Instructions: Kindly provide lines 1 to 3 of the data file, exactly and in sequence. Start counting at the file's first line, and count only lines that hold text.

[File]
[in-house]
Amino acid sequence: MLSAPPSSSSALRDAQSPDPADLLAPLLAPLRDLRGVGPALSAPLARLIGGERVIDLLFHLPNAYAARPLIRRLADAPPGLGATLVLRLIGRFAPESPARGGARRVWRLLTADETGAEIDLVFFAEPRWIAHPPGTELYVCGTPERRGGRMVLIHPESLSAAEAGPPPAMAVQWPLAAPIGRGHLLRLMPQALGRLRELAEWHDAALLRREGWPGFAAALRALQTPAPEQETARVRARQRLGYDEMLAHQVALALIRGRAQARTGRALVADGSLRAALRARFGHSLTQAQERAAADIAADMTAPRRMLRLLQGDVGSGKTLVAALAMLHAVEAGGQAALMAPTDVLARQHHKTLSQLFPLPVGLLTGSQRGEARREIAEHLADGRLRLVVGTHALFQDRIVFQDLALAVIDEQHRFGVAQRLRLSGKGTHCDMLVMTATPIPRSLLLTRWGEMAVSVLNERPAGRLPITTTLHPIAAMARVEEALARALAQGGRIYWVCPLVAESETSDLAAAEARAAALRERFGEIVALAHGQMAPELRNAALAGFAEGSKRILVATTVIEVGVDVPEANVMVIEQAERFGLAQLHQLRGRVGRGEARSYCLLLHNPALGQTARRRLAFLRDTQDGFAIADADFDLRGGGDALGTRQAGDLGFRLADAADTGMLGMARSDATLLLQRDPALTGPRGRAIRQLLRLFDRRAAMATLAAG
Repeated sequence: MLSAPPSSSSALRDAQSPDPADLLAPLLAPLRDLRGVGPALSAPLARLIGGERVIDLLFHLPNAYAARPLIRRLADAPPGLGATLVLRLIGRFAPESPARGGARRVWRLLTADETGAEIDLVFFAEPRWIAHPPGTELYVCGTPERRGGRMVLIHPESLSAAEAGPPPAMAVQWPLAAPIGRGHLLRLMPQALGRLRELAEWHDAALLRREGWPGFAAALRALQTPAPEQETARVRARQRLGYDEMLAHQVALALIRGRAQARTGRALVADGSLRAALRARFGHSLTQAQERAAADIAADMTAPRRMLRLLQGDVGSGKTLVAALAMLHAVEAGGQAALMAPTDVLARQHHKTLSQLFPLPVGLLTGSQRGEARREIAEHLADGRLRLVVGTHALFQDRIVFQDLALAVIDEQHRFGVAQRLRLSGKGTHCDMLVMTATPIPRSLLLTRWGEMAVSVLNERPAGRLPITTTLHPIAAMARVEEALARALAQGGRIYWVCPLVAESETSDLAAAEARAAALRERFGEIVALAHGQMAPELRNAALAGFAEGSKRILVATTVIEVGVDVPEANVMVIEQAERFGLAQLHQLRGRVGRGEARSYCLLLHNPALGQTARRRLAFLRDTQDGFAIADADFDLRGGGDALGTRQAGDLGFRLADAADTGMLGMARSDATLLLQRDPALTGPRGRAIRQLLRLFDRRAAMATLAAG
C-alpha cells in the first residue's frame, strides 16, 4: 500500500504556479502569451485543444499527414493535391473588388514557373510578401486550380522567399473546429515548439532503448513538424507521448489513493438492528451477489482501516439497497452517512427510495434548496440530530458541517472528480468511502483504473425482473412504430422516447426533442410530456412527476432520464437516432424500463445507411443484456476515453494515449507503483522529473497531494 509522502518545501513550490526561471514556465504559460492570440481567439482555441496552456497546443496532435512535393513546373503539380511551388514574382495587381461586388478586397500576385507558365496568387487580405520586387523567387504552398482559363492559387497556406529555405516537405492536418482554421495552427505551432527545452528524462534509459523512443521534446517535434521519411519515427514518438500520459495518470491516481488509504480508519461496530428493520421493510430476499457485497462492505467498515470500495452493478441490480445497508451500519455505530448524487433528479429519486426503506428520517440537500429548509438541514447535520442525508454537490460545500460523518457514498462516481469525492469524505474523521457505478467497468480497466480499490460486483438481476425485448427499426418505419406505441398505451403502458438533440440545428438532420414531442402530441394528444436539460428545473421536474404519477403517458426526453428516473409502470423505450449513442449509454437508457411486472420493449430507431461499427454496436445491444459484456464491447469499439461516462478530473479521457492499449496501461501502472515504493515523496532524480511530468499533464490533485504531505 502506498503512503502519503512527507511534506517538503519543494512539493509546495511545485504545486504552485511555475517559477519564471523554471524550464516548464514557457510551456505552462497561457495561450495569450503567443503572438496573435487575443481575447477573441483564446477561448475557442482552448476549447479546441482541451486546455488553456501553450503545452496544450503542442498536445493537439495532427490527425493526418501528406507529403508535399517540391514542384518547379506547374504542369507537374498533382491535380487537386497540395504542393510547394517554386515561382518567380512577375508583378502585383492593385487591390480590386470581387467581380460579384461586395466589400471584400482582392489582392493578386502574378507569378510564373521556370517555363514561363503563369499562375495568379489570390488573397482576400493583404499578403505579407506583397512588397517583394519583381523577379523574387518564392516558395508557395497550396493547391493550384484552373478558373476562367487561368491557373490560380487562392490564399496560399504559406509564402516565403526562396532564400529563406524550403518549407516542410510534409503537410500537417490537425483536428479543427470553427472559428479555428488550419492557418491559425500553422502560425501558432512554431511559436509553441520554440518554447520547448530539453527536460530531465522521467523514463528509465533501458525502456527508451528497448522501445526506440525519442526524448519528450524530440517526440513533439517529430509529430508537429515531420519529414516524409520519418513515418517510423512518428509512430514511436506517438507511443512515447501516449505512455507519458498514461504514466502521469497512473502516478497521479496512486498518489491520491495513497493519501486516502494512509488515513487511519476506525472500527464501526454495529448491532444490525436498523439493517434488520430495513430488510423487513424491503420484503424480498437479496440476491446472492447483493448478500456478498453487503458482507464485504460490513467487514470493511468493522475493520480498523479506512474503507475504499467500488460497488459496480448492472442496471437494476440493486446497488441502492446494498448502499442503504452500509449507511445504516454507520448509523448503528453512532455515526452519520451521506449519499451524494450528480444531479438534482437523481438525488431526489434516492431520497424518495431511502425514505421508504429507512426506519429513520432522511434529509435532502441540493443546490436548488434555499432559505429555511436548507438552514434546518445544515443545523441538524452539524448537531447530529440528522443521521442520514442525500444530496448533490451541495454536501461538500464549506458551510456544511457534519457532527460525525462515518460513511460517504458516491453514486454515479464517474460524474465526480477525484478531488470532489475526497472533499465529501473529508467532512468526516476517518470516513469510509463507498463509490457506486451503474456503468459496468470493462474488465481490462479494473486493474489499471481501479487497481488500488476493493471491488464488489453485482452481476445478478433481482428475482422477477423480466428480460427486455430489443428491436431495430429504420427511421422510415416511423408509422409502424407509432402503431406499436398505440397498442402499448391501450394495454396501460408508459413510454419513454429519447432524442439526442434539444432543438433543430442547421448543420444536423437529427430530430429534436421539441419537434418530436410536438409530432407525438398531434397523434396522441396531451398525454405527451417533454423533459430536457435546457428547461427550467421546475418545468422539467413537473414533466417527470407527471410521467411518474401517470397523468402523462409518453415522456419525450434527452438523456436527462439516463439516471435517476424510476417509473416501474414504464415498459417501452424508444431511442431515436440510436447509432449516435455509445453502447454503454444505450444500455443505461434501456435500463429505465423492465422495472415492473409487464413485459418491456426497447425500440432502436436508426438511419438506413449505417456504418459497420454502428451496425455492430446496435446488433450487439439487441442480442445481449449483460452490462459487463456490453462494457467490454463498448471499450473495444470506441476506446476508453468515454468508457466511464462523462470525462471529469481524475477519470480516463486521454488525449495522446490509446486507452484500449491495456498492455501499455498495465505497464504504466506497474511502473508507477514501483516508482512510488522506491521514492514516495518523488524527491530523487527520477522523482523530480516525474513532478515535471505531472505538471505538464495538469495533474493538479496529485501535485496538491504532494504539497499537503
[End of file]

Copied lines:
[in-house]
Amino acid sequence: MLSAPPSSSSALRDAQSPDPADLLAPLLAPLRDLRGVGPALSAPLARLIGGERVIDLLFHLPNAYAARPLIRRLADAPPGLGATLVLRLIGRFAPESPARGGARRVWRLLTADETGAEIDLVFFAEPRWIAHPPGTELYVCGTPERRGGRMVLIHPESLSAAEAGPPPAMAVQWPLAAPIGRGHLLRLMPQALGRLRELAEWHDAALLRREGWPGFAAALRALQTPAPEQETARVRARQRLGYDEMLAHQVALALIRGRAQARTGRALVADGSLRAALRARFGHSLTQAQERAAADIAADMTAPRRMLRLLQGDVGSGKTLVAALAMLHAVEAGGQAALMAPTDVLARQHHKTLSQLFPLPVGLLTGSQRGEARREIAEHLADGRLRLVVGTHALFQDRIVFQDLALAVIDEQHRFGVAQRLRLSGKGTHCDMLVMTATPIPRSLLLTRWGEMAVSVLNERPAGRLPITTTLHPIAAMARVEEALARALAQGGRIYWVCPLVAESETSDLAAAEARAAALRERFGEIVALAHGQMAPELRNAALAGFAEGSKRILVATTVIEVGVDVPEANVMVIEQAERFGLAQLHQLRGRVGRGEARSYCLLLHNPALGQTARRRLAFLRDTQDGFAIADADFDLRGGGDALGTRQAGDLGFRLADAADTGMLGMARSDATLLLQRDPALTGPRGRAIRQLLRLFDRRAAMATLAAG
Repeated sequence: MLSAPPSSSSALRDAQSPDPADLLAPLLAPLRDLRGVGPALSAPLARLIGGERVIDLLFHLPNAYAARPLIRRLADAPPGLGATLVLRLIGRFAPESPARGGARRVWRLLTADETGAEIDLVFFAEPRWIAHPPGTELYVCGTPERRGGRMVLIHPESLSAAEAGPPPAMAVQWPLAAPIGRGHLLRLMPQALGRLRELAEWHDAALLRREGWPGFAAALRALQTPAPEQETARVRARQRLGYDEMLAHQVALALIRGRAQARTGRALVADGSLRAALRARFGHSLTQAQERAAADIAADMTAPRRMLRLLQGDVGSGKTLVAALAMLHAVEAGGQAALMAPTDVLARQHHKTLSQLFPLPVGLLTGSQRGEARREIAEHLADGRLRLVVGTHALFQDRIVFQDLALAVIDEQHRFGVAQRLRLSGKGTHCDMLVMTATPIPRSLLLTRWGEMAVSVLNERPAGRLPITTTLHPIAAMARVEEALARALAQGGRIYWVCPLVAESETSDLAAAEARAAALRERFGEIVALAHGQMAPELRNAALAGFAEGSKRILVATTVIEVGVDVPEANVMVIEQAERFGLAQLHQLRGRVGRGEARSYCLLLHNPALGQTARRRLAFLRDTQDGFAIADADFDLRGGGDALGTRQAGDLGFRLADAADTGMLGMARSDATLLLQRDPALTGPRGRAIRQLLRLFDRRAAMATLAAG